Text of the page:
Go to the Globe and Mail homepage

Jump to main navigationJump to main content

Beppi Crosariol's Wine & Spirits

Red, red wines to get you through the worst of winter Add to ...

Got the winter blues? Here's a suggestion: winter reds.

February is the month from hell as far as I'm concerned - and not just because of Valentine's Day and the fact that neither New England nor Buffalo will play in tomorrow's Super Bowl. If I had been Pope in place of Gregory XIII, the calendar would jump straight from January to March. Leap years were invented by Satan.

More Related to this Story

Thank goodness for wine. Deep reds for deep winter can level the playing field of even the nastiest Canadian weather. In recent years, liquor stores have clued in, filling out their inventories with rib-sticking cabernet sauvignons, velvety merlots, jammy shirazes, hearty malbecs and broad-shouldered Barolos.

All of the following wines would warm the heart on their own, but they also pair well with hearty meat dishes, including stews, roast beef, steak and even meat loaf.

One of the better buys in today's release at Ontario Vintages stores is Zolo Reserve Cabernet Sauvignon 2006 ($16.95, product No. 54098). It hails from Argentina, a land that specializes in full-bodied reds that partner perfectly with the country's beefy cuisine. This one has lots of classic oak-aged cabernet flavours, including plum, vanilla, black currant, cedar and chocolate. It's chunky and well-balanced with well-integrated tannins - a smooth winter warmer.

For $2 more, you can move up a notch to an excellent Vintages offering from Argentina, Luigi Bosca Single Vineyard Malbec 2006 ($18.95, No. 74922). The plum-like fruit is ripe and almost sweet, supported by a silky, succulent texture and dry, spicy finish.

From neighbouring Chile comes the very good Arboleda Merlot 2007 ($18.95, No. 45864). The dark, opaque-purple colour presages a full-bodied flavour, rich with dark-berry nuances and classic Chilean overtones of eucalyptus and spice.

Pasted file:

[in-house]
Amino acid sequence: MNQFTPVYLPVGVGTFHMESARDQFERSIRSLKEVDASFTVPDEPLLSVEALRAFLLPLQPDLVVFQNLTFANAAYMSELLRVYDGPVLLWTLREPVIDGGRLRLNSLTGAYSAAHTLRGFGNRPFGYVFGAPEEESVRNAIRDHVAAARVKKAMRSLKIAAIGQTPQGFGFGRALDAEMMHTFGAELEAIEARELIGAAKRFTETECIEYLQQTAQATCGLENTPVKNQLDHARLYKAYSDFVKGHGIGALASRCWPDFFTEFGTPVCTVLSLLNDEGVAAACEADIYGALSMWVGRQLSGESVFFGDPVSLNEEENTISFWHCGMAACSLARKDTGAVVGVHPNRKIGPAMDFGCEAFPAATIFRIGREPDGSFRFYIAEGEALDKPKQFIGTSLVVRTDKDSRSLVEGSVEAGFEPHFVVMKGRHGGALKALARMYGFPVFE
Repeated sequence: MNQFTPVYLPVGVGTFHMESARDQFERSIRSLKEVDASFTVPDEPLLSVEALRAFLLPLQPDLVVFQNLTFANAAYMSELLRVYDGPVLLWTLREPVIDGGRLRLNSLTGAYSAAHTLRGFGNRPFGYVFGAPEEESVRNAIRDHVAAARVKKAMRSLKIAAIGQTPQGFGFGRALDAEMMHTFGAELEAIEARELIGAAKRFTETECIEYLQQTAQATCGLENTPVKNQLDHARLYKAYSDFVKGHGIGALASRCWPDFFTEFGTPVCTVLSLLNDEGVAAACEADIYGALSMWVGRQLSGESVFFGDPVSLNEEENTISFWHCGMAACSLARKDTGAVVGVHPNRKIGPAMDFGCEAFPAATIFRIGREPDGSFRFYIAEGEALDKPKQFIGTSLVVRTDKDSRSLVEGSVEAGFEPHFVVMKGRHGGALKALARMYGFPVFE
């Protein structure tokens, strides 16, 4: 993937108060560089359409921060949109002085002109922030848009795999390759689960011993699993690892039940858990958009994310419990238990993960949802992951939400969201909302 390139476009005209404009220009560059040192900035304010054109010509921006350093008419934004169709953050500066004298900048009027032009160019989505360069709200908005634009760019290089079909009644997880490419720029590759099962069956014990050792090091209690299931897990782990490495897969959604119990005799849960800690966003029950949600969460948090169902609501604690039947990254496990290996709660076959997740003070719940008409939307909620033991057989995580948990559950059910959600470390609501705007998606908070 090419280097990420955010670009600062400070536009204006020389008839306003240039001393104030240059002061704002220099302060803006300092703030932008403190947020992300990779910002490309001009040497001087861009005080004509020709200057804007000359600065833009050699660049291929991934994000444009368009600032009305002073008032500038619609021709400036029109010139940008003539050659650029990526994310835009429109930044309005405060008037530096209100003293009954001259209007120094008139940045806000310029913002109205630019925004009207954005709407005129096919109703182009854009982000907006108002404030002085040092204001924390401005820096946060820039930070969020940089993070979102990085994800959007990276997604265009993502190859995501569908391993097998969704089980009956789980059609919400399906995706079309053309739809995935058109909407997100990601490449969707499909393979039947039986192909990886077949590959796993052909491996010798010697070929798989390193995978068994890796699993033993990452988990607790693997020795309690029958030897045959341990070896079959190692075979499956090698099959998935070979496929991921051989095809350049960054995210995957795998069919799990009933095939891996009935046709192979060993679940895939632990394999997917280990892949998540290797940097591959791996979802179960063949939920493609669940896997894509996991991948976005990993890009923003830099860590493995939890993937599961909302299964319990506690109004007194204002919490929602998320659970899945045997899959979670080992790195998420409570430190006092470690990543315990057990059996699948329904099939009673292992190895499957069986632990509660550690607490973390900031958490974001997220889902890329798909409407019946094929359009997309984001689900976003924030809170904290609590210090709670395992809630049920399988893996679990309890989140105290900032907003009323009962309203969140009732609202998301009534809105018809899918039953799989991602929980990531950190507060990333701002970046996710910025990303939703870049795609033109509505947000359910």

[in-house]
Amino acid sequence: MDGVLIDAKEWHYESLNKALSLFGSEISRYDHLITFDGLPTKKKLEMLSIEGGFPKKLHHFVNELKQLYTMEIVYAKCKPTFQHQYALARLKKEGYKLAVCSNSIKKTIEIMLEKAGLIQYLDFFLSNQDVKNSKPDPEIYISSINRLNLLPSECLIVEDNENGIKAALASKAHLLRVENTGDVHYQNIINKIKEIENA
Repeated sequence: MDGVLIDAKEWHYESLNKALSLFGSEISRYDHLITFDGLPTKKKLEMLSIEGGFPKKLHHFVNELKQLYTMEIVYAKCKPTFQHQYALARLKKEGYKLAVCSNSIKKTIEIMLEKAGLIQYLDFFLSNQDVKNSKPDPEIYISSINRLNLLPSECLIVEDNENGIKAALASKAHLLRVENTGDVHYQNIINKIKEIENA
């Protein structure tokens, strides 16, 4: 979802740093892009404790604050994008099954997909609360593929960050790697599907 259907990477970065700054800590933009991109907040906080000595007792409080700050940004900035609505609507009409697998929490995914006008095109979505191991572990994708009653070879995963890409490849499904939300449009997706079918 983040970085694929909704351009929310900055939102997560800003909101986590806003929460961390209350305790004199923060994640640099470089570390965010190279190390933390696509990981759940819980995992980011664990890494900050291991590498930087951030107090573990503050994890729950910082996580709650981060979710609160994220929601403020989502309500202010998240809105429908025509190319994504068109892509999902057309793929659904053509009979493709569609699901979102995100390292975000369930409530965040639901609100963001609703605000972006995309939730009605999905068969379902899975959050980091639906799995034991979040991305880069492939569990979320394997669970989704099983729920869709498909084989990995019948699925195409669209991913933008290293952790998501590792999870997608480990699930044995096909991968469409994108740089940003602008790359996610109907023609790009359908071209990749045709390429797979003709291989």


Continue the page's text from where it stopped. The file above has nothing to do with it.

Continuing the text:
Malbec is the signature red grape of Argentina, but it thrives nicely in Chile, too. Chocalan Gran Reserva Malbec 2006 ($24.95, No. 144394) is superb, delivering an intriguing hint of espresso coffee over flavours of plum and blackberry. I suggest decanting this one and sloshing it around to expose it to air; this will soften the firm texture and unleash more fruit.

Today's Vintages release features a wine I referred to in a column last month on the rise of alcohol levels. Small Gully Wines The Formula Robert's Shiraz 2005 from Australia ($16.95, No. 142935) weighs in at 16.7 per cent. That's remarkable for a dry red, but the alcohol is well-integrated and remains enveloped by the rich fruit, so it doesn't taste "hot" or bitter. The flavour suggests berry syrup and the texture is smooth.

Also from Australia is The Black Chook Shiraz Viognier 2008 ($16.95, No. 66738) from a company called Woop Woop. Juicy and luscious with a core of berry flavour, it has a smooth texture and, thanks to the smidgeon of white viognier, a floral nuance.

Perhaps the best value in today's Vintages release comes from France. It's called Le Secret des Capitelles Saint-Chinian 2007 ($14.95, No. 156299) and is laced with typical southern-France notes of lavender and fresh herbs. I love this style of wine, but I'd venture that many people would prefer it paired with braised meats or herbed chicken instead of on its own.